Re: RAID-10 explicitly defined drive pairs?

[Date Prev][Date Next][Thread Prev][Thread Next][Date Index][Thread Index]


On 1/9/2012 7:46 AM, Peter Grandi wrote:

> Those able to do a web search with the relevant keywords and
> read documentation can find some mentions of single SSD RMW and
> address/length alignment, for example here:
> 
>   http://research.cs.wisc.edu/adsl/Publications/ssd-usenix08.pdf
>   http://research.microsoft.com/en-us/projects/flashlight/winhec08-ssd.pptx
>   http://www.cse.ohio-state.edu/hpcs/WWW/HTML/publications/papers/TR-09-2.pdf
> 
> Mentioned in passing as something pretty obvious, and there are
> other similar mentions that come up in web searches because it
> is a pretty natural application of thinking about RMW issues.

Yes, I've read such things.  I was eluding to the fact that there are at
least a half dozen different erase block sizes and algorithms in use by
different SSD manufacturers.  There is no standard.  And not all of them
are published.  There is no reliable way to do such optimization
generically.

> Now I eagerly await your explanation of the amazing "Hoeppner
> effect" by which address/length aligned writes on RAID0/1/10
> have significant benefits and of the audacious "Hoeppner
> principle" by which 'concat' is as good as RAID0 over the same
> disks.

IIRC from a previous discussion I had with Neil Brown on this list,
mdraid0, as with all the striped array code, runs as a single kernel
thread, limiting its performance to that of a single CPU.  A linear
concatenation does not run as a single kernel thread, but is simply an
offset calculation routine that, IIRC, executes on the same CPU as the
caller.  Thus one can theoretically achieve near 100% CPU scalability
when using concat instead of mdraid0.  So the issue isn't partial stripe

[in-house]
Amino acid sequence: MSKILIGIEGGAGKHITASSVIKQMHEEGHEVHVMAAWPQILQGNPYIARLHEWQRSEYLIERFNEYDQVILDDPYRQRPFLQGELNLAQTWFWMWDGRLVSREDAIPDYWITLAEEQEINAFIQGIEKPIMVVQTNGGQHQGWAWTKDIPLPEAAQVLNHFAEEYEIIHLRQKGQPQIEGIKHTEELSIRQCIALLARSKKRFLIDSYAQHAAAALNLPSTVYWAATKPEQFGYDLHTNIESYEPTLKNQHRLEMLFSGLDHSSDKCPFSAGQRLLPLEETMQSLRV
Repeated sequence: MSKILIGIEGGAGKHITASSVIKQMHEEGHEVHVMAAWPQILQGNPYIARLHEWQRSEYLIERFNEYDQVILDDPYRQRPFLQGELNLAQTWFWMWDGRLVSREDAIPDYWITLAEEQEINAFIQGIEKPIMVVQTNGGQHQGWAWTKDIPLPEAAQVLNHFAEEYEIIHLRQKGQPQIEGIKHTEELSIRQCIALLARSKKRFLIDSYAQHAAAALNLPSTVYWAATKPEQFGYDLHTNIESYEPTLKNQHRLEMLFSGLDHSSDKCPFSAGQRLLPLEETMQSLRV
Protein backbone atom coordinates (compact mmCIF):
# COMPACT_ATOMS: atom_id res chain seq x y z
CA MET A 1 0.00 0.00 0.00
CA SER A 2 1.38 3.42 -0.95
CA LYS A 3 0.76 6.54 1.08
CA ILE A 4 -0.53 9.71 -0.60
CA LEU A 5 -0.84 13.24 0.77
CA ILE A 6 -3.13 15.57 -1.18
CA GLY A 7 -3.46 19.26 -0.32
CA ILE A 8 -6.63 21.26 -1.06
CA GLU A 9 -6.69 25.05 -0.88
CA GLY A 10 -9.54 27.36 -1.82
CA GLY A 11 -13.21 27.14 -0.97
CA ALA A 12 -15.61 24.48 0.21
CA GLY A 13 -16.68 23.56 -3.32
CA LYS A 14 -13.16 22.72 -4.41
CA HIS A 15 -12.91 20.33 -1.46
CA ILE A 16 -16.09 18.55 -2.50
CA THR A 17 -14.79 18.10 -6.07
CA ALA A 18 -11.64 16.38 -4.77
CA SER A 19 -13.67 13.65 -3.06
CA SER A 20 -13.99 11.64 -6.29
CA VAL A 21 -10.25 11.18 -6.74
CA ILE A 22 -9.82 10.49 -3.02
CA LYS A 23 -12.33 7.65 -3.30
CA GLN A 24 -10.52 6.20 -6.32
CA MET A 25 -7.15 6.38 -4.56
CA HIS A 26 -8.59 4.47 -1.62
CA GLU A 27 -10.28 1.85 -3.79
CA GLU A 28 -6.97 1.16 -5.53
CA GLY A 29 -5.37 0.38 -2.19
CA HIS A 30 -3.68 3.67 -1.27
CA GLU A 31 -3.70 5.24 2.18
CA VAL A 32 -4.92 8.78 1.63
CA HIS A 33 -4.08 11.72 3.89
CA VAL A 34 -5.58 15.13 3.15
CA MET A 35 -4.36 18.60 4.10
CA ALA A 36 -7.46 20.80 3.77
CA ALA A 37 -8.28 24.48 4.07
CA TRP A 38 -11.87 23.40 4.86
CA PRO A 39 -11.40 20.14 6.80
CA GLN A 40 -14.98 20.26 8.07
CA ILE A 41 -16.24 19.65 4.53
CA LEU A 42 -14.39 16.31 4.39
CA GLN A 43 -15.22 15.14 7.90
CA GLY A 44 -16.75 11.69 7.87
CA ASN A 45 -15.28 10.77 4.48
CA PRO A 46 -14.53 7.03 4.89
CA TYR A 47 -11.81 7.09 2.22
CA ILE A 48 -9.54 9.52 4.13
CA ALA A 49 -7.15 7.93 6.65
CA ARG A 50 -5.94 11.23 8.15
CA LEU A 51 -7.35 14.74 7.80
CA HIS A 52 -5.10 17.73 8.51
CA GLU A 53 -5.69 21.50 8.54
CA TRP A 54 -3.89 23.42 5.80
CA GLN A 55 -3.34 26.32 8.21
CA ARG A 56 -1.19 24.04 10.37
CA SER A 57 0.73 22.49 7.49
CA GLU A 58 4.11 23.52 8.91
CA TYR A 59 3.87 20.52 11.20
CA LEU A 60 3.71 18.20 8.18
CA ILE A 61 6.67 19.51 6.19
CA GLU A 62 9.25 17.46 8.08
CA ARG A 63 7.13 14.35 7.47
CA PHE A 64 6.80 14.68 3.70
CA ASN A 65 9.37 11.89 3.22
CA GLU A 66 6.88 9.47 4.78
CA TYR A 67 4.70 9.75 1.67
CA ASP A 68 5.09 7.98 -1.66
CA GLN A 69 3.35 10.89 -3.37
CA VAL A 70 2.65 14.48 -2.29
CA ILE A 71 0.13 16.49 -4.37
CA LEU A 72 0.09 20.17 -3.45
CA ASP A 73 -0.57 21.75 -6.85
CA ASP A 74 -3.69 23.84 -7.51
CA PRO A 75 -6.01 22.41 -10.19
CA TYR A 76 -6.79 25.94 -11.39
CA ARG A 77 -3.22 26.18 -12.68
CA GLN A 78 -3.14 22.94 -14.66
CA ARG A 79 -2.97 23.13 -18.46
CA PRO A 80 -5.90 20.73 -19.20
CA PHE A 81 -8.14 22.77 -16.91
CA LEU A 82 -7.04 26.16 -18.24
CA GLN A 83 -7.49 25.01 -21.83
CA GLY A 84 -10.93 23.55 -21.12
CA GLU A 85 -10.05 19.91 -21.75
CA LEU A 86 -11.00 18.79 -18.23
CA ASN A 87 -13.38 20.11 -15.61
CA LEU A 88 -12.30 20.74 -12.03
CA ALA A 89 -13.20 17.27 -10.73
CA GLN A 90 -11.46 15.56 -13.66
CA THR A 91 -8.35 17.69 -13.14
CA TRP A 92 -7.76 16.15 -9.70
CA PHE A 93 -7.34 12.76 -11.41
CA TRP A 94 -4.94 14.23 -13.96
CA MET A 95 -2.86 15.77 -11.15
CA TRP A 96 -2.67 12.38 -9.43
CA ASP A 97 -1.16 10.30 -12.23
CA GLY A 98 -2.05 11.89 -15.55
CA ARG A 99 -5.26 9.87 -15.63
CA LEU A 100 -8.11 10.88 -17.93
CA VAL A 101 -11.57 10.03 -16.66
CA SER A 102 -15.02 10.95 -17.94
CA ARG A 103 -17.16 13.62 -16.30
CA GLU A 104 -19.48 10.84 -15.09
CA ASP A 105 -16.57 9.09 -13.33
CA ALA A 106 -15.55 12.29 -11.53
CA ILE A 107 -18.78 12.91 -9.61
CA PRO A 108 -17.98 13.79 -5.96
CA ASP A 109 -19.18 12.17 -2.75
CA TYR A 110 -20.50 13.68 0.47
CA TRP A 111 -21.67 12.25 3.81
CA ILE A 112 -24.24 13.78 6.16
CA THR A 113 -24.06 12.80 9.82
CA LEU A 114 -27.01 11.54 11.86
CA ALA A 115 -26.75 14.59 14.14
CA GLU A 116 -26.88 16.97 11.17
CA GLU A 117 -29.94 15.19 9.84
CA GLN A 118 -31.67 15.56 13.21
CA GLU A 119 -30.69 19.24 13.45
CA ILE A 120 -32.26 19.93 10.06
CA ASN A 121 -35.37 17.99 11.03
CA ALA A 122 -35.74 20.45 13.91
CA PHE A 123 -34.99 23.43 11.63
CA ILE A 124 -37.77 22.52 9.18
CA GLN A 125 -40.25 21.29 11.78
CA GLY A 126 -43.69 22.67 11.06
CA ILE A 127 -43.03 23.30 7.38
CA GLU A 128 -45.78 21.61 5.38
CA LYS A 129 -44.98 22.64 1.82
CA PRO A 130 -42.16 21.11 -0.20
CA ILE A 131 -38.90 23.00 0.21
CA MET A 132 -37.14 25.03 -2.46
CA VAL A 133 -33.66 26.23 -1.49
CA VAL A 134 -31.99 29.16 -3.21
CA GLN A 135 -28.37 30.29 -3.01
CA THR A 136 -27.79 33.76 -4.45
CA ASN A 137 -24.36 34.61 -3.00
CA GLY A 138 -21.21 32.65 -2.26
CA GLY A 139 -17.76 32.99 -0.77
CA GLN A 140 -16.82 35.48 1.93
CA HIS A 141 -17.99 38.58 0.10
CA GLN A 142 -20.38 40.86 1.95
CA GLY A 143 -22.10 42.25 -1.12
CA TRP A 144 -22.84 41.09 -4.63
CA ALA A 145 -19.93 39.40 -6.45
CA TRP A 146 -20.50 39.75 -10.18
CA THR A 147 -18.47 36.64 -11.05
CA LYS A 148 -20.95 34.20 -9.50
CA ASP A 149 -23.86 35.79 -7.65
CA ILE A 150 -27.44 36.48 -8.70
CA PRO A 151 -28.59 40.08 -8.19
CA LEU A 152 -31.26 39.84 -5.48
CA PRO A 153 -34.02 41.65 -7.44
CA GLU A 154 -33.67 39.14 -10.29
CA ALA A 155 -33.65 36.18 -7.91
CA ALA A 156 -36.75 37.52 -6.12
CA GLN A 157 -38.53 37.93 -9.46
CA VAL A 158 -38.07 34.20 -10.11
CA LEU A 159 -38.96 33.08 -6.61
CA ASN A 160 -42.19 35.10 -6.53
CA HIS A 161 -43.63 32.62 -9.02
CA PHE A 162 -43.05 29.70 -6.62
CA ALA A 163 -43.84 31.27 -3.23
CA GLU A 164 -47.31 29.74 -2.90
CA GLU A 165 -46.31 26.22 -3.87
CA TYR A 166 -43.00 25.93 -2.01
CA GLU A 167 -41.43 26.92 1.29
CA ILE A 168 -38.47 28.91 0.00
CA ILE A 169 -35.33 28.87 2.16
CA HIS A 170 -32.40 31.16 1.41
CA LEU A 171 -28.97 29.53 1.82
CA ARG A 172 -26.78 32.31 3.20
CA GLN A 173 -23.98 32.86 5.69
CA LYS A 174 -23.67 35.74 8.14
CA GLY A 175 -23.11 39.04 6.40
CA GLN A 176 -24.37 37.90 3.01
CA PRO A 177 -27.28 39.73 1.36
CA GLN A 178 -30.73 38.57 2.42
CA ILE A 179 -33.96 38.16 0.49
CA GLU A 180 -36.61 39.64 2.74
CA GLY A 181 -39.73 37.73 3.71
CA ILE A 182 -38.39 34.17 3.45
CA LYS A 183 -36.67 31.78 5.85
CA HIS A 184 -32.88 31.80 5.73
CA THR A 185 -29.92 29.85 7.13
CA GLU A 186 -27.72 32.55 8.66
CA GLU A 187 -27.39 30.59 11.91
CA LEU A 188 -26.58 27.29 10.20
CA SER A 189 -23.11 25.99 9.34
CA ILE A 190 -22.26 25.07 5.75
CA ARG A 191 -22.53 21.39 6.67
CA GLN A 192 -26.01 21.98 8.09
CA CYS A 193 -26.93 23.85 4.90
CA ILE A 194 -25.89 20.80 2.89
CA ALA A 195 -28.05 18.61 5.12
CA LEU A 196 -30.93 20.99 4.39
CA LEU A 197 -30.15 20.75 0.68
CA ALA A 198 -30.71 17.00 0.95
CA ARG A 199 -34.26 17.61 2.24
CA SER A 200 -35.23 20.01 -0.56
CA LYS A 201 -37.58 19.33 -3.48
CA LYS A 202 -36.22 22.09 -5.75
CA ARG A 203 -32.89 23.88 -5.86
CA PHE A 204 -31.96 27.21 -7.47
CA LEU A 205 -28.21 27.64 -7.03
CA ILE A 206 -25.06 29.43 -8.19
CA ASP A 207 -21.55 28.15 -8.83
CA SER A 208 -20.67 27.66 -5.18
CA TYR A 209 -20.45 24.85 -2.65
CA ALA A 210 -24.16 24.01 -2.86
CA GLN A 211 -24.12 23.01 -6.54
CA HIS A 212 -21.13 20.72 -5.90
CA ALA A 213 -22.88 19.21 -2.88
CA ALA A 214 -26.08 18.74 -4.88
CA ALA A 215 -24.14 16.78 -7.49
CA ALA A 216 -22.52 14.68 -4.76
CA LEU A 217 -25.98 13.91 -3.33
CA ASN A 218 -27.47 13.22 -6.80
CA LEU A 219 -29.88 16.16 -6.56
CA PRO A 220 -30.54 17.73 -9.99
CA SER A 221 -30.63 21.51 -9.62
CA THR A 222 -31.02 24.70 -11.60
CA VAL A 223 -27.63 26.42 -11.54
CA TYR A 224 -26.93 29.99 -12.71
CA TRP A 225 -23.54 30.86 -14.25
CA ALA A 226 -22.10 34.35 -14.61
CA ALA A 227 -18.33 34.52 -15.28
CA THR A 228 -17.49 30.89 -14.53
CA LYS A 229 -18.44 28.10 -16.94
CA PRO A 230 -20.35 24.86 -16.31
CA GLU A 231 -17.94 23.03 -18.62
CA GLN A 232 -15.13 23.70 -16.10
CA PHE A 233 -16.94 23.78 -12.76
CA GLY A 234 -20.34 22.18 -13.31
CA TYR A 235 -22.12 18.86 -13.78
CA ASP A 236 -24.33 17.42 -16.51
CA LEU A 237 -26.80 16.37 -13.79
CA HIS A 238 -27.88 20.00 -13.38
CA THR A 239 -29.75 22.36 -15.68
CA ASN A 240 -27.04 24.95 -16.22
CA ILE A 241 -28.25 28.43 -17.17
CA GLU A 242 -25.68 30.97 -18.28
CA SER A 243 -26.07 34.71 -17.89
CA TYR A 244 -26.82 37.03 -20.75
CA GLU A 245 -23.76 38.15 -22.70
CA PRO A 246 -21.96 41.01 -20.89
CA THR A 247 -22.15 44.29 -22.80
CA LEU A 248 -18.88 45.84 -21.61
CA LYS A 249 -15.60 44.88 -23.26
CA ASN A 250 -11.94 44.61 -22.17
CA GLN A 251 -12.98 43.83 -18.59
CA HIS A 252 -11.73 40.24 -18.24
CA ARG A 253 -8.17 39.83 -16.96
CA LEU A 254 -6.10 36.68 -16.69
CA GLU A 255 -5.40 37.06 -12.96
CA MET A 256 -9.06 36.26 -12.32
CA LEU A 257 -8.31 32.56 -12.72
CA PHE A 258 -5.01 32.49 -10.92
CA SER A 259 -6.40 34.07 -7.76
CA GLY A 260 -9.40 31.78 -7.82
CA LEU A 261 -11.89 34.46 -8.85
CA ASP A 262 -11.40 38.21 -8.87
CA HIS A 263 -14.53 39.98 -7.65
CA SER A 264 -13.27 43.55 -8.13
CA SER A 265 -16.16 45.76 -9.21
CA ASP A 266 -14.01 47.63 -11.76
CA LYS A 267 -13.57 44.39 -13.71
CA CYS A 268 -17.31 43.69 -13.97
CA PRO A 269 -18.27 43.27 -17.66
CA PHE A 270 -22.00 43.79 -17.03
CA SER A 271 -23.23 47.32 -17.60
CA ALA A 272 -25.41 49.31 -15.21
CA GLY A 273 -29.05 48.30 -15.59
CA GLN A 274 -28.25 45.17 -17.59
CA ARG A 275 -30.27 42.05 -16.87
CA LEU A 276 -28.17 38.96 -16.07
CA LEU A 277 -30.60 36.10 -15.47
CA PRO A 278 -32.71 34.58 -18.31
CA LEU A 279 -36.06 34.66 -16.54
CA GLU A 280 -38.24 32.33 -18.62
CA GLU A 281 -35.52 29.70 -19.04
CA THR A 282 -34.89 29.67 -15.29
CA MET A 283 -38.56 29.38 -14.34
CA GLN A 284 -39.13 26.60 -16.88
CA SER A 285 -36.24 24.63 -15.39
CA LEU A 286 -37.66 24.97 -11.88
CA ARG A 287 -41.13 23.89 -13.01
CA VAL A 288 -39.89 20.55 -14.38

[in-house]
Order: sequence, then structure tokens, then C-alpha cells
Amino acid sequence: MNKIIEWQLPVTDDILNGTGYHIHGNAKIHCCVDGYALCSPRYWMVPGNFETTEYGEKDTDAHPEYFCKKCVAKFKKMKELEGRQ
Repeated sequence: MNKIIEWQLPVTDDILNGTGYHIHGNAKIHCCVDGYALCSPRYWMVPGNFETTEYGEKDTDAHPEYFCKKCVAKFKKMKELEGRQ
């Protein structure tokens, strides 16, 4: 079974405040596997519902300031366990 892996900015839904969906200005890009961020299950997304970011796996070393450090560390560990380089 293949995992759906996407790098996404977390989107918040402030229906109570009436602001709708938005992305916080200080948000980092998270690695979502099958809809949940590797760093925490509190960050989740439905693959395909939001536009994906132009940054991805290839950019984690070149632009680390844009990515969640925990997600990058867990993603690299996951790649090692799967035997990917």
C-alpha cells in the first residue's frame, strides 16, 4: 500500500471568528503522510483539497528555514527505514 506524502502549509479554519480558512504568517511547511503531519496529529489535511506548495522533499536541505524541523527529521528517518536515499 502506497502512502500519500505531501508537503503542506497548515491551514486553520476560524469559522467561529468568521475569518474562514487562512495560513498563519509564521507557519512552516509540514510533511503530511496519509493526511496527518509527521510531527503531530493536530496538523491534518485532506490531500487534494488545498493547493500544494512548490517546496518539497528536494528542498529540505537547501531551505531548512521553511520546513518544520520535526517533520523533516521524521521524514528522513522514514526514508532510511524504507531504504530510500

writes at the media level, but the CPU overhead caused by millions of
the little bastards with heavy random IOPS workloads, along with
increased numbers of smaller IOs through the SCSI/SATA interface,
causing more interrupts thus more CPU time, etc.

I've not run into this single stripe thread limitation myself, but have
read multiple cases where OPs can't get maximum performance from their
storage hardware because their top level mdraid stripe thread is peaking
a single CPU in their X-way system.  Moving from RAID10 to a linear
concat gets around this limitation for small file random IOPS workloads.
 Only when using XFS and a proper AG configuration, obviously.  This is
my recollection of Neil's description of the code behavior.  I could
very well have misunderstood, and I'm sure he'll correct me if that's
the case, or you, or both. ;)

Dave Chinner had some input WRT XFS on concat for this type of workload,
stating it's a little better than RAID10 (ambiguous as to hard/soft).
Did you read that thread Peter?  I know you're on the XFS list as well.
 I can't exactly recall at this time Dave's specific reasoning, I'll try
to dig it up.  I'm thinking it had to do with the different distribution
of metadata IOs between the two AG layouts, and the amount of total head
seeking required for the workload being somewhat higher for RAID10 than
for the concat of RAID1 pairs.  Again, I could be wrong on that, but it
seems familiar.  That discussion was many months ago.

-- 
Stan
--
To unsubscribe from this list: send the line "unsubscribe linux-raid" in
the body of a message to majordomo@xxxxxxxxxxxxxxx
More majordomo info at  http://vger.kernel.org/majordomo-info.html


[ATA RAID]     [Linux SCSI Target Infrastructure]     [Managing RAID on Linux]     [Linux IDE]     [Linux SCSI]     [Linux Hams]     [Device-Mapper]     [Kernel]     [Linux Books]     [Linux Admin]     [Linux Net]     [GFS]     [RPM]     [git]     [Photos]     [Yosemite Photos]     [Yosemite News]     [AMD 64]     [Linux Networking]

Add to Google Powered by Linux